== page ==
Annabel Karmel MBE: 8 dos and don’ts to create a successful business
The popular children’s author and food entrepreneur shared her business story at a Global Entrepreneurship Week event, find out how she turned an idea for fussy children into a leading brand…
The bestselling author of children’s recipe books and the founder of a successful range of food products for toddlers and babies, Annabel Karmel MBE’s business story serves as an example of what can be achieved when you have a niche idea, “persistence and focus”.
What you could call an accidental entrepreneur, having initially started her career as a harpist working with the likes of Liberace and Boy George, Karmel turned to children’s food after the tragic loss of her first-borne daughter Natasha at 13 weeks old which made her move away from music; “all I wanted was another child”.
One year later she gave birth to her son Nicholas, a “notoriously fussy eater”, and began to come up with different recipes to get him to eat healthy foods. After sharing her recipes with other mothers at a local playgroup, Karmel realised the demand for simple children’s recipes that “took the worry away” and the rest, as they say, is history.
Having published her first book The Complete Baby and Toddler Meal Planner in 1991, the mumpreneur has gone on to publish over 40 books about nutrition and parenting, and in 2007 launched her baby food range which is now stocked in leading supermarkets such as Waitrose and Ocado.
Yet it wasn’t all plain sailing; Karmel struggled to get her original manuscript published – “everyone rejected it” – and says that she “still gets knocks all the time” today. The mumpreneur is even honest enough to admit that in the early days of her start-up venture she “wasn’t terribly pro-active.”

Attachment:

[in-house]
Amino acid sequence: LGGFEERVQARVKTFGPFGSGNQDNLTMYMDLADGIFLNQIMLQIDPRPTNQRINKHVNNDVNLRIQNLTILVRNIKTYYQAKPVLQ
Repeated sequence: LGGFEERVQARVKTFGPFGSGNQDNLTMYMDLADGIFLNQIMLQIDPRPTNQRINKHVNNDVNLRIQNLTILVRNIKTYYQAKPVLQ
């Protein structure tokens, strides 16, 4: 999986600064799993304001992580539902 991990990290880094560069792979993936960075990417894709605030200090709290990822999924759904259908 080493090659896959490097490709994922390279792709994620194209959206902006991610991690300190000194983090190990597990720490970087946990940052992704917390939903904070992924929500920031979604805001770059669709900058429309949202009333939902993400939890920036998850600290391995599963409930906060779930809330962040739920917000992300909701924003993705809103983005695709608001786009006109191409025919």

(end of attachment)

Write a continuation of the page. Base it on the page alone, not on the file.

Despite setbacks, Karmel maintained a steely resolve to “not let failures set her back” and her determination has paid off; she’s now the proud owner of an internationally-recognised food brand and has achieved over four million book sales to date.
Having built a thriving brand from scratch, Karmel shared her business lessons with the audience of the Virgin StartUp Ignition event for Global Entrepreneurship Week on what you should and shouldn’t do when starting up.
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Here are her dos and don’ts to help you on the path to start-up success…
1. DO focus on innovation
“Sometimes small companies can be so much more innovative than corporates. Look at the likes of Innocent Drinks, Green & Blacks and other brands being bought out, it’s because big companies can’t deal with innovation like other companies can. Henry Ford famously said ‘think I can’t and I won’t, think I can, I will and I will fly. You need to have courage.”
2. DON’T worry about failure
“If you’re playing it safe, then you’re really not an entrepreneur, failure in one area often leads to success in another area. I know this from experience with my food range.
“When I looked at the baby aisle, everything all had a one year shelf life – some of the food was older than the baby itself! I then thought about creating fresh baby food [and I went ahead with it] but I didn’t really think it through as there’s no refrigerators or freezers in the baby aisle and you’d have to move it to other areas of the supermarket that mums don’t go to. Unfortunately it failed because of the wastage.